Published in 1963, The Collector, by John Fowles, gives readers one of the first, and still one of the best, psychological thrillers. Frederick Clegg is a dull and colorless nobody whose only passion is for the butterflies he captures and mounts. That is, until he sees a beautiful girl. Miranda Grey, an art student, dazzling and full of life, becomes his obsession. With cold-blooded precision, Frederick follows her, stalking every movement until, with chloroform ready, he captures her. He keeps her locked in a made-over cellar and tells her that he loves her and only wants her to love him. He doesn’t have anything “nasty” in mind, he tells her, but in fact he’s a psychopath and a deviant, hiding under a prudish, upright facade. Told from Frederick’s point of view, then Miranda’s, it is a claustrophobic, chilling novel. Restrained in tone and execution, it will continue to haunt the reader. The ending lets the reader know this is just the beginning.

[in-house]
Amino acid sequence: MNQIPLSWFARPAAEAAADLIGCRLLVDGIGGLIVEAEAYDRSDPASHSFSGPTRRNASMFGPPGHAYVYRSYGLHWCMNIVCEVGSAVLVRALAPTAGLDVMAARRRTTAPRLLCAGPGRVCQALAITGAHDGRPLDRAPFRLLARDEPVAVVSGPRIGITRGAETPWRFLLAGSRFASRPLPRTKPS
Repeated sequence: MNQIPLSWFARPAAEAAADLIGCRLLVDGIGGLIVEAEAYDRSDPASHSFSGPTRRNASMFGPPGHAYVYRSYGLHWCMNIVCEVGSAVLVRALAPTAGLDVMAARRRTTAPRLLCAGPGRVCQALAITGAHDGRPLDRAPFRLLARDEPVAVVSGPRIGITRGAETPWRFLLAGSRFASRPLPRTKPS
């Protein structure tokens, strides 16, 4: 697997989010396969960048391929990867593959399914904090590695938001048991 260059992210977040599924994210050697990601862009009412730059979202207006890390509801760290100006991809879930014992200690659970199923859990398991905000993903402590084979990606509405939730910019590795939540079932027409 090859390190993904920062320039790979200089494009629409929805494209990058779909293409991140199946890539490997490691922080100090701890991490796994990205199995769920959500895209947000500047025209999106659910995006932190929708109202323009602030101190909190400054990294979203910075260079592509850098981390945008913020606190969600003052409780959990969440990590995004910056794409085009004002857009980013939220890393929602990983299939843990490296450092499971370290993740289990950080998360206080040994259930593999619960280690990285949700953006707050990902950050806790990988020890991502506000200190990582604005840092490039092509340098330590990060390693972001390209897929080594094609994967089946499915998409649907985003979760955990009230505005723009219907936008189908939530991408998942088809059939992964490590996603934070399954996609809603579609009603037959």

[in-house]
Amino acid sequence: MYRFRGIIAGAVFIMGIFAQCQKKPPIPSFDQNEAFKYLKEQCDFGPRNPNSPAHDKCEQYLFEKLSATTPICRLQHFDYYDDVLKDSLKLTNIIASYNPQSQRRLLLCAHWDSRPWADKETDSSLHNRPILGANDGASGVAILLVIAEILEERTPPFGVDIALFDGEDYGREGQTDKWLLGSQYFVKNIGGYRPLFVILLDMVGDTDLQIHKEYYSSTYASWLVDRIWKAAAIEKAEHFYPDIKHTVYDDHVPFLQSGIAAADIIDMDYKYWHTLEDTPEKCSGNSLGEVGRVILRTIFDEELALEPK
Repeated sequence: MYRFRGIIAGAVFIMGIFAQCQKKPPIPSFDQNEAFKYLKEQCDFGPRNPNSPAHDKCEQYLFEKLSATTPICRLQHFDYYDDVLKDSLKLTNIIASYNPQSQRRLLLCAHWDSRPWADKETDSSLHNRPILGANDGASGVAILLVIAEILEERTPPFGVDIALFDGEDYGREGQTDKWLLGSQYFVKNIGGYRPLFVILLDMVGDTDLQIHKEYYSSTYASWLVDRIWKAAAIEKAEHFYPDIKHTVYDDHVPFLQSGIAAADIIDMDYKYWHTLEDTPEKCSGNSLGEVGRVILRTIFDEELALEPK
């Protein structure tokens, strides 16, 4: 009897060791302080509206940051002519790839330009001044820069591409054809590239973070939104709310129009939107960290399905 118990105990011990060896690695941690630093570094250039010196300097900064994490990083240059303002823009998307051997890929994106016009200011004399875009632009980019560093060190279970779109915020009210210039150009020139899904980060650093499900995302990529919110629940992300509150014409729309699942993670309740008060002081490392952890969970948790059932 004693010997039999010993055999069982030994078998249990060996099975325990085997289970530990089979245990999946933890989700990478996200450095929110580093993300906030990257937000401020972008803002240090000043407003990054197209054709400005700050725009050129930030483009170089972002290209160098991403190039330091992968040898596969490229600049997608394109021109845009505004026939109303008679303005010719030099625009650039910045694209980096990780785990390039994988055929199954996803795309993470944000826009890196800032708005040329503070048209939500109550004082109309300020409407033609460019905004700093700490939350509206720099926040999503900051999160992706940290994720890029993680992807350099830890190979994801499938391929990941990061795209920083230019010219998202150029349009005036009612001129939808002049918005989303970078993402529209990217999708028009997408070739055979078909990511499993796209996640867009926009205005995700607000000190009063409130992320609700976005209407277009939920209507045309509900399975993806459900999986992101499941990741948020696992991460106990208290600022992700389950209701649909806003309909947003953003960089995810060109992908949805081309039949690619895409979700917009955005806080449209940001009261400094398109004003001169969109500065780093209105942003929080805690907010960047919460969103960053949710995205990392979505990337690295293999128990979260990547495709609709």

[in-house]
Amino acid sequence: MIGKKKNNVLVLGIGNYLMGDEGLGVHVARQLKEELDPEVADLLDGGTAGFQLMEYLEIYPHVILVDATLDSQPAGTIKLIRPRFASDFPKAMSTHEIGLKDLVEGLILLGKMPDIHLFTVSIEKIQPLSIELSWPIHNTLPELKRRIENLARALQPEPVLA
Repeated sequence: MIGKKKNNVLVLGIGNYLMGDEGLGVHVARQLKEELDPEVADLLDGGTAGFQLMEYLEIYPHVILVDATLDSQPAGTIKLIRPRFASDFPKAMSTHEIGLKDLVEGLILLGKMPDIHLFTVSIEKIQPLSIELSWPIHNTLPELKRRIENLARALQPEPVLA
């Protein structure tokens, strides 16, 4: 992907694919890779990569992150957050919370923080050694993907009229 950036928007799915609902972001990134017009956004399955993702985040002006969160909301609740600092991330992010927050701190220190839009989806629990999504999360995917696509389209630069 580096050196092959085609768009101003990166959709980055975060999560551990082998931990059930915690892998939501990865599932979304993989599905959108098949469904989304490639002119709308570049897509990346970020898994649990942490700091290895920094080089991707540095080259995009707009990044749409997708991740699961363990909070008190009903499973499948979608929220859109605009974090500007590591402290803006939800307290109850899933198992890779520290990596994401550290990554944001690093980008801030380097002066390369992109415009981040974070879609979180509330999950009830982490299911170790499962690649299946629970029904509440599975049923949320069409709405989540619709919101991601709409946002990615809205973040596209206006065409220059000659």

Still creepy after all these years
Posted in General, Reviews and Recommendations.
Sounds a lot like The French Lieutenant’s Woman a book I read back in the seventies